So, here, while in exile, while suffering the prophetic punishment of their failure to maintain the covenant, God is now saying, “You know what, I think going forward, I’m just going to do something different. This … this whole thing … it isn’t working. … And to be honest, it’s not me, it’s you.”
Try as God might, the people of God were unable – or unwilling – to live into the covenant God had created for them. And, perhaps we shouldn’t be surprised. God didn’t exactly give the people right of refusal on the covenant. The covenant of God didn’t require human consent or willingness – there was no room for negotiation. Moses wasn’t up on the mountain trying to barter a better deal; Moses was just the conveyor of a message. Don’t shoot the messenger, right?
And yet here, while in exile, Jeremiah is speaking on behalf of God and promising that a new covenant is coming. We’re not told the content of the covenant, we’re just told that it’s on its way. And this new covenant will be offered in a very different way. No longer will God rely on a legal code inscribed in stone. “In the future, God would not just give a law as done on Sinai after the exodus from Egypt. That was a law written on stone, which the people could disobey. Rather, in the future, there would be a new covenant in which God would write the law within them, on their hearts.”[i] So much for the rights of the people; God is not offering a choice, God is implementing without permission. Like an automatic software update, which you can’t refuse, God is downloading a new covenant directly to the core of our being – and it will be written on our hearts. Sounds a little socialist to me, to insist on a new rule in which we can’t opt out, that provides for the well-being of everyone, in which we will have no choice but to share in God’s way of life?
The people of God had failed to be faithful; they had failed in their graciousness towards one another; they had abused the earth; they had sought to usurp the authority of God. Though the prophets declared the people of Israel deserved every bit of punishment the exile put upon them, because they had broken every bit of the covenant God has set before them, God speaks, saying, “This is not what I want for my people. I will do a new thing.”
As Jesus walked down the road to Emmaus with the two disciples in Luke 24, the eyes of the disciples were kept from knowing it was Jesus. When they first met on the road, the disciples were confused by his presence and his lack of understanding. Jesus asks them, “What are you talking about as you travel?” The one disciple, Cleopas, responded, “Are you the only stranger in Jerusalem who does not know the things that have taken place there in these days?” (Isn’t it ironic?)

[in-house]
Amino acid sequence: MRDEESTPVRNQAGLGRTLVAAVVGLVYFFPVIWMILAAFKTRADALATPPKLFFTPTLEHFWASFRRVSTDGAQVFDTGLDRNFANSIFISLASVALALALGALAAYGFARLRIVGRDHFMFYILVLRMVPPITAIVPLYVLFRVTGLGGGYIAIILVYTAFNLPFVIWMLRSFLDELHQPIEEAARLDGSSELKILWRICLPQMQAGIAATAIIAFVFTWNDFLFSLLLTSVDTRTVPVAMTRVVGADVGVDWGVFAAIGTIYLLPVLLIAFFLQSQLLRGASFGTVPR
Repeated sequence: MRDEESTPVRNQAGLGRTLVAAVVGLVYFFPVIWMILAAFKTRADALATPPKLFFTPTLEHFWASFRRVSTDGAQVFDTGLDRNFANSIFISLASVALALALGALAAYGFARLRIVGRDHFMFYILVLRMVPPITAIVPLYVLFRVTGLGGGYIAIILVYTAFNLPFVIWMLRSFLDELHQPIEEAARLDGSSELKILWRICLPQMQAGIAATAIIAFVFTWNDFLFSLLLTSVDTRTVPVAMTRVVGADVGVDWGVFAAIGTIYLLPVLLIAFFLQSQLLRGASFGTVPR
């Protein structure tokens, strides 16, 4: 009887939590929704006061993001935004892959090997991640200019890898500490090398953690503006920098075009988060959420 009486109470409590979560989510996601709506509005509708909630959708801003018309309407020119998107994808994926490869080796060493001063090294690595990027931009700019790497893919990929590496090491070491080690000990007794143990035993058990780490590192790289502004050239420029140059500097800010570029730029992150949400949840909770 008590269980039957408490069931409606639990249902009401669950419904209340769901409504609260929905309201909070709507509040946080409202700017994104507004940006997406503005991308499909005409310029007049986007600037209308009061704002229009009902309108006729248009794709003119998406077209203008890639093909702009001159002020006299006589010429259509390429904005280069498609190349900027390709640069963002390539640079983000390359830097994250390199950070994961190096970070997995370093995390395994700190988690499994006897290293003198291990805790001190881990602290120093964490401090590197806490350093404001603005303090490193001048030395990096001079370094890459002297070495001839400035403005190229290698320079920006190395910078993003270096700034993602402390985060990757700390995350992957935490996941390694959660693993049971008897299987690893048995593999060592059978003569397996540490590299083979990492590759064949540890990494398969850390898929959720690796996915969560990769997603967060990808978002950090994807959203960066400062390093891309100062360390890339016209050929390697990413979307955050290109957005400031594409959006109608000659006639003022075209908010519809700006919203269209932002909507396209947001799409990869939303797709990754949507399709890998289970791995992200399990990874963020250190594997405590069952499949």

Jesus responds, “What things?” So Cleopas continued, “The things about Jesus of Nazareth, who was a prophet mighty in deed and word before God and all people, and how our chief priests and leaders handed him over to be condemned to death and crucified him. We had hoped he would redeem Israel. And moreover, some of the women of our group astounded us, saying they had gone to his tomb, and that he was not there. And they said angels told them he was alive; so some of the others with us went to check, and they found the tomb empty.” (A little too ironic.)
Like the women who stood before the man they thought to be the gardener at the tomb, so too do these men stand before the one they thought to be a random stranger.
Without opening their eyes to his identity, Jesus then begins with Moses and all the prophets to interpret the Holy Word of the Hebrew Scriptures, to show how the scriptures offered clarity to the events that had happened to himself … to Jesus. I can only imagine that Jeremiah 31 is among those texts, which Jesus would have used in his storytelling with the men on the road to Emmaus. Jesus is the fulfillment of the new covenant – a covenant that was sealed in the life, death, and resurrection. Jesus says himself, in Luke 22:20, as he sat at the table in the upper room with the disciples over the last supper, “This cup that is poured out for you is the new covenant in my blood.” In the death of Christ, in the conquering of the grave by God in Christ, we see this new covenant enacted.
Defined by Jeremiah in chapter 31:34, the foundational tenant of this new covenant rests upon the words of God, “I will forgive their iniquity, and remember their sin no more.” Hebrews 8, in quoting Jeremiah 31, confirms that, while under the old covenant, God sought obedience through punishable actions, in the new covenant, Christ has become a mediator through which sin is forgiven.